MacIver News Service | January 8, 2018
By M.D. Kittle
MADISON, Wis. – Officials at the Tomah Veterans Affairs Medical Center have yet to answer whether patients took potentially bad medicine last month following a temperature surge at the facility’s outpatient pharmacy.
“We’re still working on getting the answers to the questions you asked,” Tomah VA Medical Center spokesman Matthew Gowan said Monday morning, nearly four days after MacIver News Service first reported on the climate-control malfunction that occurred on Sunday, Dec. 18.
Sources say the temperature inside the pharmacy spiked to as high as 97 degrees for several hours.
One source, who asked not to be identified, said pharmacy directors OK’d the release of medications for about four hours, until administrators told them to stop distributing the drugs at around noon. Pharmacy employees were told to tell veterans that there was a “supply issue,” according to the source.
Gowan confirmed that the pharmacy experienced a “temperature fluctuation” that was “fixed the same day.” He said patient care was not affected, and that there was not a medicine shortage.
As of Monday, however, Gowan said he could not provide explanations as to why the fluctuation occurred or whether medicines subjected to the high temperatures were distributed to patients, as one veteran told MacIver News. He also couldn’t comment on whether the climate-control issue has been an ongoing problem at the pharmacy, as one source said.
Asked whether the matter is under investigation, Gowan said he didn’t know if he would “term it an investigation.”
“Have our facilities looked into why this would have happened? Absolutely. That situation is being looked into,” the spokesman said.
Medications should not be exposed to temperatures higher than 86 degrees, pharmaceutical experts warn.
Narcotic medications, such as painkillers, are stored in a separate air-conditioned vault, so were not subjected to the heat spike, according to one source.
Pharmacists were instructed to pull antibiotics from the Tomah VA Medical Center’s inpatient side to fill those prescriptions, a patient told MacIver News Service.
Everything else exposed to the high heat was eventually pulled and pharmacists told medical center patients that they would fill prescriptions as soon as possible in the coming days, according to one source familiar with the situation.
“You name it. If it wasn’t a narcotic or controlled substance, it was everything else,” the source said. “Even glucose test strips – those were trashed.”
Dozens of the pharmacy’s customers could be affected, the source added.
“The VAMC Tomah pharmacy processes hundreds of prescriptions daily,” the center’s website states.
Gowan said outpatient pharmacy staff “reviewed stability recommendations of its medication inventory and reordered items as necessary.”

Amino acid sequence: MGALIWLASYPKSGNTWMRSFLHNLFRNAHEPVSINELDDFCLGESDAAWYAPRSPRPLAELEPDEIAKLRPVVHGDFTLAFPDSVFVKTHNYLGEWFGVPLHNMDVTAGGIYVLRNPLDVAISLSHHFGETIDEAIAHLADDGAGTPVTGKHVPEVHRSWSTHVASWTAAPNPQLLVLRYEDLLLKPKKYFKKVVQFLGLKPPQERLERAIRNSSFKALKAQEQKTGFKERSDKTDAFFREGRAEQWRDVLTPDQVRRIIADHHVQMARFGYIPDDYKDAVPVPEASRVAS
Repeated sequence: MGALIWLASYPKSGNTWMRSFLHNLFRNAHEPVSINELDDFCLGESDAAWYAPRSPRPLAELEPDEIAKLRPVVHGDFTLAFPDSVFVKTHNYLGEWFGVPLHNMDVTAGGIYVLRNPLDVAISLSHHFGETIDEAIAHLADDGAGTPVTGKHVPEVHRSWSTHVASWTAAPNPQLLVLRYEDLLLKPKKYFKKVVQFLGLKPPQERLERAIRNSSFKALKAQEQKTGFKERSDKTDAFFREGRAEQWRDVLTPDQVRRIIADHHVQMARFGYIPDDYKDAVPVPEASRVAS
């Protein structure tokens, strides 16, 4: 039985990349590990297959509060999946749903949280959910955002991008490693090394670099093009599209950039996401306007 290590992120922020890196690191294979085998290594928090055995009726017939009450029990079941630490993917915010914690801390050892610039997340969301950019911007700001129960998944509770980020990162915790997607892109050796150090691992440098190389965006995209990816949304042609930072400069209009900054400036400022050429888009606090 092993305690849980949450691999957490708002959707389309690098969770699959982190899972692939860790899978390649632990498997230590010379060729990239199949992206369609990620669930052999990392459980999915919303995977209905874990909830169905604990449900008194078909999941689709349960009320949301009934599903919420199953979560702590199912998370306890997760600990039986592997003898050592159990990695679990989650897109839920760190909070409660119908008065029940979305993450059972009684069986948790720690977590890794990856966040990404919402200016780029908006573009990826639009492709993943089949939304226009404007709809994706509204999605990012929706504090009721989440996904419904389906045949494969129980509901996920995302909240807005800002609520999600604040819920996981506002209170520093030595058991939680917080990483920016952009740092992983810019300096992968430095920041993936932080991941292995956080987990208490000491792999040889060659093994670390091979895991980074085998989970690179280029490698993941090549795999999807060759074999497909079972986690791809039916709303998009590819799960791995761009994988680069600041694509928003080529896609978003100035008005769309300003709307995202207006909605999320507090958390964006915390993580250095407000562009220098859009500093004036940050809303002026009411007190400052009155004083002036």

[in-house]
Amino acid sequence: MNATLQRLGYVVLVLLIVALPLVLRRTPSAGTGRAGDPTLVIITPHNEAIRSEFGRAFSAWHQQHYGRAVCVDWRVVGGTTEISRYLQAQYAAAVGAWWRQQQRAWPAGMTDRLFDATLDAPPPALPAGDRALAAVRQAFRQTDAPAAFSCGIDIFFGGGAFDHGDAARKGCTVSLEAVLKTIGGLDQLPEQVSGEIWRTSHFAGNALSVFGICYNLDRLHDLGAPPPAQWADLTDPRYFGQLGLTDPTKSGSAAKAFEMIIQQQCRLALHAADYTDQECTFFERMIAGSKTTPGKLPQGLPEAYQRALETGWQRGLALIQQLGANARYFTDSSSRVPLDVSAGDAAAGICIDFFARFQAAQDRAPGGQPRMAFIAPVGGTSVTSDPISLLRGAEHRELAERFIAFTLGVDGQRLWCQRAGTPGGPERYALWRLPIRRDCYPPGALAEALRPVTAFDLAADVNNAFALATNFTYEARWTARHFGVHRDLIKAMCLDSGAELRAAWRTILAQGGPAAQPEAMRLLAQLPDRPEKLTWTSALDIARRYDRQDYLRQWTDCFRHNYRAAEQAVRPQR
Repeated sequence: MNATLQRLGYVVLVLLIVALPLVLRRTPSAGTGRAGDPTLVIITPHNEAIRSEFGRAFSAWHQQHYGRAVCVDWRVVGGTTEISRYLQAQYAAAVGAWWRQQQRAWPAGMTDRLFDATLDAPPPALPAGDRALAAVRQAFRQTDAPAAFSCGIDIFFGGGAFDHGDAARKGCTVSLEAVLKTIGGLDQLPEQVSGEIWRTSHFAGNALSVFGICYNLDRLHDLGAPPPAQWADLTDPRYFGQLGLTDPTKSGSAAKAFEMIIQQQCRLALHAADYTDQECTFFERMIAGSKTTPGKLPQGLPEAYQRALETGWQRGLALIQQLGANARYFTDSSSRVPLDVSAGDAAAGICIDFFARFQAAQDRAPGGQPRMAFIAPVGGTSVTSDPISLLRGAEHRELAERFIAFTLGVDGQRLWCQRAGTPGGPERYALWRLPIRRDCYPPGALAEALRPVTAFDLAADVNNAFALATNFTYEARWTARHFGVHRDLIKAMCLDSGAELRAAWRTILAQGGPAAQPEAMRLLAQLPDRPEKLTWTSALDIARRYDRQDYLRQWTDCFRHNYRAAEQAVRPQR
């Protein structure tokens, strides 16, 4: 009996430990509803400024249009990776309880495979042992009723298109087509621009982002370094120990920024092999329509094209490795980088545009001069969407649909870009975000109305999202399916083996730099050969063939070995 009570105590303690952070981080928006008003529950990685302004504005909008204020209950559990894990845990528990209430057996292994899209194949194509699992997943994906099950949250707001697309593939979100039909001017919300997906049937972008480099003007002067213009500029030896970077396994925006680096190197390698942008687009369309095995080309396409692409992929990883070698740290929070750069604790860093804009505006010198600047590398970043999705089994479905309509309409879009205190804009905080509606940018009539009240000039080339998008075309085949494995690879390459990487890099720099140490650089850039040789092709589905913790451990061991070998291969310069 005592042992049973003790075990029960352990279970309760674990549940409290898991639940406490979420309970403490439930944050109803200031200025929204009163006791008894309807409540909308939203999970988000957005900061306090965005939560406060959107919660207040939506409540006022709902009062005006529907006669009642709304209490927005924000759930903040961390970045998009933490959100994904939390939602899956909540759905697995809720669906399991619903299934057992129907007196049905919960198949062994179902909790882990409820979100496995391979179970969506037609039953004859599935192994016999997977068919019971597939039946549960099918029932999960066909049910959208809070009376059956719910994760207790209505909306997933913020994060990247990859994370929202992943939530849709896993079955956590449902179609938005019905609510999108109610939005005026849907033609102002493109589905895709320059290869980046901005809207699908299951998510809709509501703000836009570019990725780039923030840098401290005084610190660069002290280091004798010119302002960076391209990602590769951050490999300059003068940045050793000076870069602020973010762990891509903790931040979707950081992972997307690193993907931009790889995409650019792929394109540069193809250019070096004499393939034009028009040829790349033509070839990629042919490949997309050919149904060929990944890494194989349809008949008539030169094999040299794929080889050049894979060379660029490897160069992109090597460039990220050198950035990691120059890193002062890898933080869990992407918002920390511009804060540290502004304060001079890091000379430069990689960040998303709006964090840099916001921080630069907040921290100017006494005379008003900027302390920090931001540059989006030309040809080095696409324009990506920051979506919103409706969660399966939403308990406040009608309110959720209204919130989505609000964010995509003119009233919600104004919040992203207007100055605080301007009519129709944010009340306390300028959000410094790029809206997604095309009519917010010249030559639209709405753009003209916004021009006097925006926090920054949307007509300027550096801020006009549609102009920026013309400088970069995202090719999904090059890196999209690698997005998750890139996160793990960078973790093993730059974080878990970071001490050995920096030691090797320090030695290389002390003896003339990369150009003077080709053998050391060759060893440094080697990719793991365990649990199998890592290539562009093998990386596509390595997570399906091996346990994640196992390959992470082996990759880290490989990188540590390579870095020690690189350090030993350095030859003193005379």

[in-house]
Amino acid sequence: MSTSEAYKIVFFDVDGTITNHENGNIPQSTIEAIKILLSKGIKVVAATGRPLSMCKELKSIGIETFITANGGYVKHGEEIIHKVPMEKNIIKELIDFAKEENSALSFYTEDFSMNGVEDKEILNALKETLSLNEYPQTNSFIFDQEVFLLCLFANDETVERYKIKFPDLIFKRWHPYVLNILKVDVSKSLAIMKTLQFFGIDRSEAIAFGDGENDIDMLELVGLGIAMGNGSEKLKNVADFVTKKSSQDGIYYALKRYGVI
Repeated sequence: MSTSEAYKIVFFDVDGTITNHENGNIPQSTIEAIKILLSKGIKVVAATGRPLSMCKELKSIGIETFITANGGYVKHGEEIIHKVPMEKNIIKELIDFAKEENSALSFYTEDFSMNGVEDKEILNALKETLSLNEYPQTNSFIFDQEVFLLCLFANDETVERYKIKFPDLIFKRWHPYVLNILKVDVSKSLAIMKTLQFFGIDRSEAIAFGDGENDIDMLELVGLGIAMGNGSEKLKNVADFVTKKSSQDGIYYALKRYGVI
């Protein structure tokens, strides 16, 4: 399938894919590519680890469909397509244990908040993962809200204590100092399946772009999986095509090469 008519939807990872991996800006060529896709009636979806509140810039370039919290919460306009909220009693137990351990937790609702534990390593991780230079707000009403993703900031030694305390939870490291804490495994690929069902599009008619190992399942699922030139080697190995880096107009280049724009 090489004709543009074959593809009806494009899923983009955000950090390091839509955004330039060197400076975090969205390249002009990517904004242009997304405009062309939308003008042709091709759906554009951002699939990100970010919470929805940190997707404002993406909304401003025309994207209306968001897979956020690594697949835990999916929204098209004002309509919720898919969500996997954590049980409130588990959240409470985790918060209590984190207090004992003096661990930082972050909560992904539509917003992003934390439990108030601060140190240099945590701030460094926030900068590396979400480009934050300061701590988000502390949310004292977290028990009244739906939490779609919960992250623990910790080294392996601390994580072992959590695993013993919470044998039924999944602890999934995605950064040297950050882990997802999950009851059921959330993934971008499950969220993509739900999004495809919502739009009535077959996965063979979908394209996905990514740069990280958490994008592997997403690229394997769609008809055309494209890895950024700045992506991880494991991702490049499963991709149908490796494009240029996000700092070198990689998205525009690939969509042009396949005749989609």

Exposure of medicines to high temperatures can reduce their efficacy, in some cases causing serious health problems.
“For patients with such chronic illnesses as diabetes or heart disease, a damaged dose of crucial medicine, like insulin or nitroglycerin, can be life-threatening. But even common medicines can break down with potentially harmful effects, and you can’t always tell by looking at the pill or liquid that a problem has occurred,” Janet Engle, a pharmacist and past president of the American Pharmacists Association told the New York Times in 2011.
One source who spoke to MacIver News Service said the medications subjected to the heat spike in the pharmacy included in pill form some treatments for serious health disorders. Some were anti-diabetic medicines such as Metformin, anti-epileptic drugs like Gabapentin, anti-viral medications and Lidocaine patches, and wound cleaners, according to the source. Over-the-counter meds, too, from eye drops to suppositories, may have been compromised.
The pharmacy’s troubles come three years after news first broke of widespread overprescription of painkillers at the VA medical center – a facility pejoratively billed by some as “Candy Land.” At least one veteran died of a drug overdose at the Tomah VA hospital, sparking several investigations. A 2016 report from the Senate Homeland Security and Governmental Affairs Committee, chaired by Wisconsin U.S. Sen. Ron Johnson (R-Oshkosh), found “systemic failures” of misconduct and abuse plagued the medical center.
Nearly a year ago, David Houlihan, Tomah’s chief of staff who was called the “candy man” for his alleged liberal opioid prescription policies, surrendered his Wisconsin medical license.
In November, at least six veterans filed a class-action lawsuit against the federal government following reports that a Tomah VAMC dentist may have spread blood-borne infections among his patients in using unsterilized equipment.